The Finger Lakes: Descriptions for People Who Don’t Know, Aren’t Certain or Have Never Been

August 24th, 2018

By Karen Osburn, Archivist

The other day I received a phone call from a gentleman living in the mid-west.  He has never visited the Finger Lakes and asked me what exactly they were; I don’t believe he has much time to check out information on them since he is working six days a week.  He jokingly shared the common misconception that New York State is all one big city from the shores of Long Island to the Pennsylvania boarder to the shores of Lakes Erie and Ontario.  I don’t think he believed it, but he did start me thinking about how many folks who call me at the Historical Society have never heard of the Finger Lakes and don’t really know a great deal about our area of New York State.  Why should they?  I freely admit that I don’t know much about many states in our union.  It is too easy to look up information on “Google” when you need it and my United States Geography class was many more years ago than I care to remember. However, the conversation gave me an idea for this month’s blog, and I am grateful for that inspiration.

Map of the Finger LakesSo, what are the Finger Lakes? The Finger Lakes are a group of 11 lakes formed when glaciers from the last ice age melted, roughly 10,000 years ago.  As the glaciers retreated, advanced and retreated again they scoured the landscape of, what became, western and central New York State gouging out the deep, narrow valleys which became this lovely place some of us are privileged to call home. In 11 of the valleys water collected and lakes formed.  The lakes are, from west to east; Conesus, Hemlock, Canadice, Honeoye, Canandaigua, Keuka, Seneca, Cayuga, Owasco, Skaneateles, and Otisco. All 11 lakes flow north and eventually meet up with Lake Ontario and from there flow out to the Atlantic Ocean.

They range in size from Canadice Lake, which is three miles long and 0.3 miles wide at its widest point and a maximum depth of 95 feet to Seneca Lake, which is 38 miles long, and is the second longest of the Finger Lakes, but has the largest volume, estimated at 3.81 cubic miles, holding roughly half of the water in all the Finger Lakes. Seneca Lake has an average depth of 291 feet, a maximum depth of 618 feet, and a surface area of 66.9 square miles. The six lakes west of Seneca Lake are smaller, shorter and shallower than the eastern lakes.  Hemlock and Canadice Lakes have no cottages on their shores as they are water reservoirs for the City of Rochester and have limitations on how they can be used by the public.

The Finger Lakes from space.

These 11 lakes and the fertile land surrounding them consist of about 9,000 square miles which hold an agricultural land area that supports orchards, vineyards, dairies, grain and hops farms, sheep, and other food and drink related enterprises including wineries, breweries, distilleries, restaurants, fiber arts, and more.  Geneva has always been an agricultural hub having many nurseries, food preserving operations and the New York State Agricultural Experiment Station (NYSAES) within its boundaries. Even though there have been periods of time when industry and bustling military bases provided this area with sound economic foundations, Geneva and the surrounding areas have never really left their agricultural heritage behind. There are four wine trails, over 100 wineries and over 80 breweries, cideries and distilleries in the area.  We are actually becoming a farm to table destination for tourists seeking good food, good drink and a lovely natural setting.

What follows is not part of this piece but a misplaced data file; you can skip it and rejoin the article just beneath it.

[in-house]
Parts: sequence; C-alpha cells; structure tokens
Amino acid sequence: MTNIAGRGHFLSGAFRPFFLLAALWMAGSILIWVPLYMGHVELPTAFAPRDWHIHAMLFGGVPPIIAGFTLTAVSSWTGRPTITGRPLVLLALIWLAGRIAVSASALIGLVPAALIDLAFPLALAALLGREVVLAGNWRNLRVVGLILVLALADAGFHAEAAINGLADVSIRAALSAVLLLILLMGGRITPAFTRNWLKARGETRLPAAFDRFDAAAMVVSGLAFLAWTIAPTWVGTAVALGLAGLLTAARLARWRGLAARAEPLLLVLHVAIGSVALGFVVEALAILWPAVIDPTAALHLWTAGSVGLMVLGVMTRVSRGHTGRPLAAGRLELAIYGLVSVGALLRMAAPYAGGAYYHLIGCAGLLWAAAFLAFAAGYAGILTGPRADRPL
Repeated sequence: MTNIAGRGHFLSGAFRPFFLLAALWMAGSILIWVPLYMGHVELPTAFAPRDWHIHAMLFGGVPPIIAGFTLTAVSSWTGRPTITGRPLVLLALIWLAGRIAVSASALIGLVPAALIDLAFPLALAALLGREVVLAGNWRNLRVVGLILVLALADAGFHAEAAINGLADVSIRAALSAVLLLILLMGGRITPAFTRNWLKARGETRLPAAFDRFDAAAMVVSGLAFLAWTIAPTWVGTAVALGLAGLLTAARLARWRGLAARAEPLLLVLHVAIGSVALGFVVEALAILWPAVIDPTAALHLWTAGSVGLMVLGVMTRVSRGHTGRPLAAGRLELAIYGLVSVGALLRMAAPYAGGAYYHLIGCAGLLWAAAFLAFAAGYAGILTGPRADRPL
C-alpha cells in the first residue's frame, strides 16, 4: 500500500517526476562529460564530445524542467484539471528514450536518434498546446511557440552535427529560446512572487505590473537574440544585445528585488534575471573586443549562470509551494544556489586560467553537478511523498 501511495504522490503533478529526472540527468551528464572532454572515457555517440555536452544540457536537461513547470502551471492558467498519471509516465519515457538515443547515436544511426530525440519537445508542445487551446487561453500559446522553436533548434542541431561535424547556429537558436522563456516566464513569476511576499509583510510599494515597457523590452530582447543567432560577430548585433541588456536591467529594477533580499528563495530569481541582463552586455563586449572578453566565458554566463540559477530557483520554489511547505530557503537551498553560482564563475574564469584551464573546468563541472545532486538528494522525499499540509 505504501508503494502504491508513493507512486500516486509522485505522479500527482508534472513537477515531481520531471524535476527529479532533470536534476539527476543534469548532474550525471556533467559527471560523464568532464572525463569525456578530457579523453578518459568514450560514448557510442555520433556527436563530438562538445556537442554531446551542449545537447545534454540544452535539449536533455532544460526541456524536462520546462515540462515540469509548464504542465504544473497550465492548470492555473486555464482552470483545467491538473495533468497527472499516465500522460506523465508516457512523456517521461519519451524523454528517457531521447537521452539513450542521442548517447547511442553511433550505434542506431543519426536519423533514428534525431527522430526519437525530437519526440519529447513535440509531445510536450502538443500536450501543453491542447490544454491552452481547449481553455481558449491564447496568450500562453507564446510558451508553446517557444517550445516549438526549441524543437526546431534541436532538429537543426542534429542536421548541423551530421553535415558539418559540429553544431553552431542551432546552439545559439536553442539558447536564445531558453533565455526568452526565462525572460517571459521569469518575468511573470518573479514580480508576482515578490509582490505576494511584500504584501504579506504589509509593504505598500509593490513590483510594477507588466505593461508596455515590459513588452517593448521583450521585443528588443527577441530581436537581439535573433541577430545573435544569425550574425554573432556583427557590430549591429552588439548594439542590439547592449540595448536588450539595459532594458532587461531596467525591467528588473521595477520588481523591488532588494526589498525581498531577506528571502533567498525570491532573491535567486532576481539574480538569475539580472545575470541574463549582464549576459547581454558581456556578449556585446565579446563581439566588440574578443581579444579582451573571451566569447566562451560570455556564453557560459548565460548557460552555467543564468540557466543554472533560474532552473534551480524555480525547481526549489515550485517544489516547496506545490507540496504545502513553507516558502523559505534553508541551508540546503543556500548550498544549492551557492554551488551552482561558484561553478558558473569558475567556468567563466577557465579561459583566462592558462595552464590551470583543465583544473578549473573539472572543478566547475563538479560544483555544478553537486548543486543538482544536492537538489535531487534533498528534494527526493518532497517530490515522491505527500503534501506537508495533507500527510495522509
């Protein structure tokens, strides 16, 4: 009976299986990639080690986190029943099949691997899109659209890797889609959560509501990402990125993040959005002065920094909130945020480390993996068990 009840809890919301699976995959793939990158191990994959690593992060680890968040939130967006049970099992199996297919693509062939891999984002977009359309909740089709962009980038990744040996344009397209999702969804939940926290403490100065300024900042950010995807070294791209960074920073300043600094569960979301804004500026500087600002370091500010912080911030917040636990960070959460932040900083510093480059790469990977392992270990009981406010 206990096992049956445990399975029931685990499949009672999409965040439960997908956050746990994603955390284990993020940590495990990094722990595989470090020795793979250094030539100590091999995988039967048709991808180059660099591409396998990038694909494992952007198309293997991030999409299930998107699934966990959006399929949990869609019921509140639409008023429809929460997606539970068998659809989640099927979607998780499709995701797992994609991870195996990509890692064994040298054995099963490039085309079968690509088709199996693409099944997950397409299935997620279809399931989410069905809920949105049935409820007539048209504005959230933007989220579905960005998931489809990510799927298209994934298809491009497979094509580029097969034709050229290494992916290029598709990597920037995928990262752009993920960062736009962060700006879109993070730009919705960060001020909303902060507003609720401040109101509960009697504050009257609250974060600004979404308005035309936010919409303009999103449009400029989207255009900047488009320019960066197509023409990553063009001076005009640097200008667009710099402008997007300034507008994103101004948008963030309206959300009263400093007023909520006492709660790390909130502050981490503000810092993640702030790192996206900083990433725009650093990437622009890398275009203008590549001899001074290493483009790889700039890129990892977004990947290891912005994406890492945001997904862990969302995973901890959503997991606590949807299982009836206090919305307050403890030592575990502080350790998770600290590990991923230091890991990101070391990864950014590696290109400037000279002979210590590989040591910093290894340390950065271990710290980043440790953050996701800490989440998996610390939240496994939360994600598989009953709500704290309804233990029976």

Even though the comment on urban areas of New York State (do they really cover the state from corner to corner?) isn’t specifically about the Finger Lakes I feel the need to address it. The answer of course is “NO”! As of the 2012 agricultural census, there were over 35,000 farms covering 7 million acres in New York which contributed $5.4 billion in gross sales value and $1.2 billion in net farm income to the national economy. Dairy farming alone accounted for $2.5 billion or 45% of sales. The Finger Lakes region is the center of state agriculture, and the state is a top-ten national producer of cow milk, apples, grapes, onions, sweet corn, tomatoes, and maple syrup.

The Finger Lakes from the air.

New York State is divided into 10 economic regions, but many residents see it as two regions – upstate and downstate.  The boundaries are a bit fluid, but citizens often regard upstate as everything north of New York City and Long Island with the Hudson Valley area as a bit of both.  Whether or not you include the Hudson Valley as downstate, the remainder of New York State is predominantly rural. Approximately 86.6 percent of New York State’s land area is rural. This amounts to almost 41,000 square miles in 53 counties.

There are several large cities in upstate New York (Albany, Binghamton, Syracuse, Rochester, and Buffalo) plus several smaller cities, but they are urban pockets in a rural landscape. Geneva has a motto, “Uniquely Urban”, which reminds me that from the city center to the country is a drive of about five minutes.  From the city center to the boat launch is also about five minutes.

I could continue writing about the Finger Lakes for many more paragraphs, which would defeat the purpose of what was supposed to be a brief blog post. There are several good sites on line that will give you more information about our beautiful lakes, glacial geological features, tourist amenities, museums, and more.

For more information, please visit

“Geological History and Glacial Formation of the Finger Lakes”

Things to do in the Finger Lakes

Museums and historic sites

Music in the Finger Lakes 

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